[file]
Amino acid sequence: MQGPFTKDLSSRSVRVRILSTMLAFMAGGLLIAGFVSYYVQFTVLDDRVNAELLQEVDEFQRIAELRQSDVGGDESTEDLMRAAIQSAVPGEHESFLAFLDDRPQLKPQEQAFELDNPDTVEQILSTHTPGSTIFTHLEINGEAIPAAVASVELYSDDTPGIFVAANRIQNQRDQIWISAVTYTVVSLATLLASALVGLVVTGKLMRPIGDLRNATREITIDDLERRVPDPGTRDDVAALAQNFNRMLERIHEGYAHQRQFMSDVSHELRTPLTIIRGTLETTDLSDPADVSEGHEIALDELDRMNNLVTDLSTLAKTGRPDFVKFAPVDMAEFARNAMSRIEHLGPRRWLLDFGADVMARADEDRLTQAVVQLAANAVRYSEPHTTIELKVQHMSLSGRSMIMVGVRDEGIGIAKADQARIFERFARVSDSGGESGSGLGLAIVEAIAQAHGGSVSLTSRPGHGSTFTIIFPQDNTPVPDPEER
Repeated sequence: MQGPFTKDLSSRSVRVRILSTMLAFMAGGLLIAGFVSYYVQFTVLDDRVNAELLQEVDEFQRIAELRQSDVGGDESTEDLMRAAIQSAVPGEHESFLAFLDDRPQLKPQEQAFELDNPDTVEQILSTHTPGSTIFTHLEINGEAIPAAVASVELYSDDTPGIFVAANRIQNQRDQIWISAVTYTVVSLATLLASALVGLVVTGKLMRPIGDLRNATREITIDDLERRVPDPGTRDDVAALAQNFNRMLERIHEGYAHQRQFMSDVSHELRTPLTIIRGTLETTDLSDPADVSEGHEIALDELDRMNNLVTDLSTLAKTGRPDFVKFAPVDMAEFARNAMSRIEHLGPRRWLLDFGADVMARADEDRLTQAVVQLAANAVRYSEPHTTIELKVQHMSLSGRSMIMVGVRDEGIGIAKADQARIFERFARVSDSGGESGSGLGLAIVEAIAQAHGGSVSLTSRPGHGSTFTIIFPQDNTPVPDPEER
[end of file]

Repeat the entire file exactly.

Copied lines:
Amino acid sequence: MQGPFTKDLSSRSVRVRILSTMLAFMAGGLLIAGFVSYYVQFTVLDDRVNAELLQEVDEFQRIAELRQSDVGGDESTEDLMRAAIQSAVPGEHESFLAFLDDRPQLKPQEQAFELDNPDTVEQILSTHTPGSTIFTHLEINGEAIPAAVASVELYSDDTPGIFVAANRIQNQRDQIWISAVTYTVVSLATLLASALVGLVVTGKLMRPIGDLRNATREITIDDLERRVPDPGTRDDVAALAQNFNRMLERIHEGYAHQRQFMSDVSHELRTPLTIIRGTLETTDLSDPADVSEGHEIALDELDRMNNLVTDLSTLAKTGRPDFVKFAPVDMAEFARNAMSRIEHLGPRRWLLDFGADVMARADEDRLTQAVVQLAANAVRYSEPHTTIELKVQHMSLSGRSMIMVGVRDEGIGIAKADQARIFERFARVSDSGGESGSGLGLAIVEAIAQAHGGSVSLTSRPGHGSTFTIIFPQDNTPVPDPEER
Repeated sequence: MQGPFTKDLSSRSVRVRILSTMLAFMAGGLLIAGFVSYYVQFTVLDDRVNAELLQEVDEFQRIAELRQSDVGGDESTEDLMRAAIQSAVPGEHESFLAFLDDRPQLKPQEQAFELDNPDTVEQILSTHTPGSTIFTHLEINGEAIPAAVASVELYSDDTPGIFVAANRIQNQRDQIWISAVTYTVVSLATLLASALVGLVVTGKLMRPIGDLRNATREITIDDLERRVPDPGTRDDVAALAQNFNRMLERIHEGYAHQRQFMSDVSHELRTPLTIIRGTLETTDLSDPADVSEGHEIALDELDRMNNLVTDLSTLAKTGRPDFVKFAPVDMAEFARNAMSRIEHLGPRRWLLDFGADVMARADEDRLTQAVVQLAANAVRYSEPHTTIELKVQHMSLSGRSMIMVGVRDEGIGIAKADQARIFERFARVSDSGGESGSGLGLAIVEAIAQAHGGSVSLTSRPGHGSTFTIIFPQDNTPVPDPEER